TWIN FALLS, Idaho • Idaho’s forests could be healthier, which could have reduced this year’s wildfire season intensity, if state officials managed public lands, said Gov. C.L. “Butch”Otter.
To help prove his point, Otter is pushing a pilot project that would give the state control of 2.5 million acres of Idaho’s 20 million acres of public land. The 10-year plan would take an aggressive management position by encouraging more logging in overgrown forests and better managed grazing in grasslands.
The result, Otter said, would give a boost to state and local economies while also reducing the threat of massive wildfires that have only continued to grow over the past few years.
“I estimate that we got a big burn coming if we don’t do something,” Otter told the Times-News Thursday.
An Idaho Legislature Federal Lands Interim Committee is studying how the state could fully acquire public lands managed by the federal government.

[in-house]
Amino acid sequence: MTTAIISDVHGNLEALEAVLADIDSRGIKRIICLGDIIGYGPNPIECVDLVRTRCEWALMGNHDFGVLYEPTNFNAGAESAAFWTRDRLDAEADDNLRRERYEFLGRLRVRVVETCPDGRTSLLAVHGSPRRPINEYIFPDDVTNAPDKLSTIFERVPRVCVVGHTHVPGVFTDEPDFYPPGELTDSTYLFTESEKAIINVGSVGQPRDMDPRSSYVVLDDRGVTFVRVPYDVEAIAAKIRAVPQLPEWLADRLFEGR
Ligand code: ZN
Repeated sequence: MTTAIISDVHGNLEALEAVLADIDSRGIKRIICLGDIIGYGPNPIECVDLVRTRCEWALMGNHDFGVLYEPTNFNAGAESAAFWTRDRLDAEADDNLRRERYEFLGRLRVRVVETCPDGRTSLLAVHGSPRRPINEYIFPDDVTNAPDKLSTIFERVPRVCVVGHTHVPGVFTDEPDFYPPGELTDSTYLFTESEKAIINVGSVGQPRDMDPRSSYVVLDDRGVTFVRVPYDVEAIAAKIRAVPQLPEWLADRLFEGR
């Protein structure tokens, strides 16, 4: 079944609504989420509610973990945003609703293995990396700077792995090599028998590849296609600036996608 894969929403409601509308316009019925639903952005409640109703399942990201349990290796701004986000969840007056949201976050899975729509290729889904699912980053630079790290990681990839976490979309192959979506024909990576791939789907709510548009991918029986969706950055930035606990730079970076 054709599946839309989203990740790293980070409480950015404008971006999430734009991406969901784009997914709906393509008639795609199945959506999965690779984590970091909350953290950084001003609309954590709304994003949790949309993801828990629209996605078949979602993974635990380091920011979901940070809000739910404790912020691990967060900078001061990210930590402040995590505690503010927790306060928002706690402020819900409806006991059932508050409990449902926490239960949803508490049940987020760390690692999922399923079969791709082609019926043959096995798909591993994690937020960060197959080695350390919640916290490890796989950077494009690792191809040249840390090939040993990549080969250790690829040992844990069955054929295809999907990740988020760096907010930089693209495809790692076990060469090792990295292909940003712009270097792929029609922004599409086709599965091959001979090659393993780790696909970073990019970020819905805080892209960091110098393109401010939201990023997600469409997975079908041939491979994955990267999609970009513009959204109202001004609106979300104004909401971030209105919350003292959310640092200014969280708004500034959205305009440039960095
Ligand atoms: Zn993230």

Otter’s project diverges from House Concurrent Resolution 22 a wholesale proposal from the last legislative session that would enable Idaho to take control of land under federal control.
Otter presented the pilot project to U.S. Agriculture Secretary Tom Vilsack and to the U.S. House Natural Resources Subcommittee of which Idaho First District Congressman Raul Labrador is a member.
The U.S. Forest Service is the largest land manager in Idaho but state and private forests provided more than 90 percent of the wood milled in the state, Otter said. Historically, timber harvests are the lowest since 1952 on Idaho federal lands despite there being at least 14 million dead trees the state’s forests.
If Idaho continues to burn larger and hotter each year, the state’s forest ecological systems will break down, Otter said. Last year’s Trinity Ridge Fire and Halstead Fire burned nearly 1 million acres and have left long-lasting damages to the area’s soil and watersheds.
So far, erosion from recent wildfires have caused mudslides that closed Idaho 55. The road has since cleared but the mud landed in spawning beds of endangered species like bull trout and salmon.
“I think we can demonstrate something in Idaho,” the governor said. “I think we can show the federal government we can do this better than what you’re doing now.”